Questioning the rationale behind the BJP led Central Government’s vaccination policies, the Supreme Court on Monday said, “We are asking you to please wake up and smell the coffee and see what’s happening across the country.”
It questioned the need and rationale behind the dual pricing, the process of procurement of vaccines, and the mandatory COWIN registration for the vaccination of those below the age of 45.
On the issue of the digital divide that is hampering the process of COWIN registration, the Solicitor-General Tushar Mehta referred to an affidavit filed by the Central Government in the Court and said that people need not do the online registration on their own rather they can take the help Common Service Centers or relatives and friends and do bulk registration.
With the Central Government shifting the responsibility to procure vaccines on the State Governments unilaterally, the State heads are struggling to get a fair price under the new Liberalized Pricing.
The impracticality of these measures was pointed out by Justice DY Chandrachud who was heading a bench that comprised Justices L Nageswara Rao and S Ravindra Bhat, in a suo motu hearing on issues relating to COVID-19 management and said:
“Even in the villages, they have to get registered at a common centre. Is this practical? Policy makers must keep an ear to the ground.” and added “How do you answer the question about migrant labourers who have to go from one State to another?”.
Mehta said that walk-in vaccination has not been allowed for the below 45 age group so as to avoid crowding at the centers and because of the lack of human and infrastructural resources. For the 45 above group, walk-in vaccine registrations are have started because their number is less and there is therefore very less risk of over-crowding, he added.
Justice Chandrachud said that since “digital literacy in India is still far from perfect”, the Center should keep its policies “flexible” and its “ears to the ground” so as to make necessary changes in the policy measures to make the vaccination drive efficient. The Bench also emphasized that instead of filling sharing points of its vaccination as affidavits, the Central government should consider sharing the policy document with the Court.
Court Questions the Rationale for Dual Pricing Policy
Several states and UT governments including Kerala, Delhi, and Maharashtra have been flagging the issue of vaccine shortage and the subsequent closure of vaccination centers in the states for weeks now. With the Central Government shifting the responsibility to procure vaccines for those below the age of 45 on the State Governments unilaterally, the State heads are struggling to get a fair price for the stock under the new Liberalized Pricing and are forced to compete against each other in the vaccine market.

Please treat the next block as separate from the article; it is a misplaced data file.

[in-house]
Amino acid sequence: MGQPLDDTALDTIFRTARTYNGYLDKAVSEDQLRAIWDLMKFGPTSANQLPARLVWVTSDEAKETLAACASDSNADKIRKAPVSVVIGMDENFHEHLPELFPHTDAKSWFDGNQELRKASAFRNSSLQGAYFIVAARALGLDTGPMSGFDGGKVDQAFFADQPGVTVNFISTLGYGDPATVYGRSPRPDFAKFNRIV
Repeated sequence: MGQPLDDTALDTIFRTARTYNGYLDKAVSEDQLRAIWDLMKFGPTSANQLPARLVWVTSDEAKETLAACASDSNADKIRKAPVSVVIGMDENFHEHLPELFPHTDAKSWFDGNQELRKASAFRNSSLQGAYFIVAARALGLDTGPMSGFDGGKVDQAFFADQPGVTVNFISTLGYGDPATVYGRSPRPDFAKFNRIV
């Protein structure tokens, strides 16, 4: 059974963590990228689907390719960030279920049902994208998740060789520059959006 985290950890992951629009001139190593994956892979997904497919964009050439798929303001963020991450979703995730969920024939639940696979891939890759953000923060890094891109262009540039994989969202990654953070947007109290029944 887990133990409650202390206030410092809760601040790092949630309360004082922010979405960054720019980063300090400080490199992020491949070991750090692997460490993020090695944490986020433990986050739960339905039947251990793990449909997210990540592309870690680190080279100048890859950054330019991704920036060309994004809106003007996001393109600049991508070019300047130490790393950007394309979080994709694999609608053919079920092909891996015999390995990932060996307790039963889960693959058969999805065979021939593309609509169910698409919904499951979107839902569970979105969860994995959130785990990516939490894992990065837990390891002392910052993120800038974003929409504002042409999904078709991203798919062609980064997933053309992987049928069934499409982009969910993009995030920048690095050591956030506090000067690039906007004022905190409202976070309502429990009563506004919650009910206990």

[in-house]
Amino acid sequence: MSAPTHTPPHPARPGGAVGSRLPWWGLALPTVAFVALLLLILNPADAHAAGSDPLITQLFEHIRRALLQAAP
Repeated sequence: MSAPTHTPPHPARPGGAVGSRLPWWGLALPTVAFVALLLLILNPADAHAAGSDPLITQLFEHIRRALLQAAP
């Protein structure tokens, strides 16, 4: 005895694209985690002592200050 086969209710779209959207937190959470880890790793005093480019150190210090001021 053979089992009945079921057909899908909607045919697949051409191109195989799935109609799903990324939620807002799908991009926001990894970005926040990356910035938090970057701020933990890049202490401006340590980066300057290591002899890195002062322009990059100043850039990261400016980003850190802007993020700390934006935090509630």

“What is the rationale for the dual pricing policy?” Justice Bhat asked. “You are asking the States to pick up and compete with each other.”
Justice Chandrachud asked Mehta if the Central Government will act like a”national agency” that procures the vaccines in bulk and then distributes them to the states or the states are left to fend for themselves? Furthermore, he referred to Article 1 of the Constitution which says that Bharat is a Union of States reflecting a federal rule meaning that “Then Government of India has to procure the vaccines and distribute them.”
The Bench said that a few states have the financial capacity to procure vaccines but questioned how the same will have in states like Uttar Pradesh and if the Center will intervene to negotiate. It also sought information if any government research is being conducted in rural areas with respect to the third wave of the pandemic.
Justice Chandrachud said the court “will see that we don’t enter the area of policy”, and that the purpose of the questions is to create a dialogue so that the issues of the marginalized sections of the society are critically examined.
Two weeks of time has been given to the Center to file an additional affidavit addressing the concerns raised by the Bench.